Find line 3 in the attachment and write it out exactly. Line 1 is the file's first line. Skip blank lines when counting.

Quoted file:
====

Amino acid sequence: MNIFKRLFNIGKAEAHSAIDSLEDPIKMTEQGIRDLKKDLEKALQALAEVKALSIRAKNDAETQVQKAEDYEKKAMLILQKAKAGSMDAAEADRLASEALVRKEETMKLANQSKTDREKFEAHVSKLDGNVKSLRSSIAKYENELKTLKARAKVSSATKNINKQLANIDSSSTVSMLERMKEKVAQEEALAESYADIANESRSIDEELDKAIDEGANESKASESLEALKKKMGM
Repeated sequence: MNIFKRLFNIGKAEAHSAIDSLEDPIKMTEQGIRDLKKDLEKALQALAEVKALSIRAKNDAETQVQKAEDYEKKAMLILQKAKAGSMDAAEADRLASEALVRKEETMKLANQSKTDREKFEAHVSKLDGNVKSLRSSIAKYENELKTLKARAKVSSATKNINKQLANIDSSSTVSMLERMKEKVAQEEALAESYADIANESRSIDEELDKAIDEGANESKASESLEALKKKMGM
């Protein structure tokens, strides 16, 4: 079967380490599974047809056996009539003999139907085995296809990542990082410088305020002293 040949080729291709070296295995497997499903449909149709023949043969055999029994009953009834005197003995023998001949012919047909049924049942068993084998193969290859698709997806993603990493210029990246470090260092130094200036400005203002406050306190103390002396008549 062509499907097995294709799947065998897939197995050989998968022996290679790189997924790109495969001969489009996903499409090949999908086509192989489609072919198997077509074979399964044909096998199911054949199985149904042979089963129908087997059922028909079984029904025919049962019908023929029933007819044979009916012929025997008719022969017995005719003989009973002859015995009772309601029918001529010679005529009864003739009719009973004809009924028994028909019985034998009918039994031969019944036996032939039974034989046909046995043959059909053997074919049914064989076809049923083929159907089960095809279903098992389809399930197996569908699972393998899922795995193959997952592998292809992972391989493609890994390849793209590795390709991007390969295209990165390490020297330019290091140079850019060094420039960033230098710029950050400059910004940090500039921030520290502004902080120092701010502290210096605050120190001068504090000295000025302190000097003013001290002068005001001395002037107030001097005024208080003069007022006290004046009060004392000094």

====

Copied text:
């Protein structure tokens, strides 16, 4: 079967380490599974047809056996009539003999139907085995296809990542990082410088305020002293 040949080729291709070296295995497997499903449909149709023949043969055999029994009953009834005197003995023998001949012919047909049924049942068993084998193969290859698709997806993603990493210029990246470090260092130094200036400005203002406050306190103390002396008549 062509499907097995294709799947065998897939197995050989998968022996290679790189997924790109495969001969489009996903499409090949999908086509192989489609072919198997077509074979399964044909096998199911054949199985149904042979089963129908087997059922028909079984029904025919049962019908023929029933007819044979009916012929025997008719022969017995005719003989009973002859015995009772309601029918001529010679005529009864003739009719009973004809009924028994028909019985034998009918039994031969019944036996032939039974034989046909046995043959059909053997074919049914064989076809049923083929159907089960095809279903098992389809399930197996569908699972393998899922795995193959997952592998292809992972391989493609890994390849793209590795390709991007390969295209990165390490020297330019290091140079850019060094420039960033230098710029950050400059910004940090500039921030520290502004902080120092701010502290210096605050120190001068504090000295000025302190000097003013001290002068005001001395002037107030001097005024208080003069007022006290004046009060004392000094």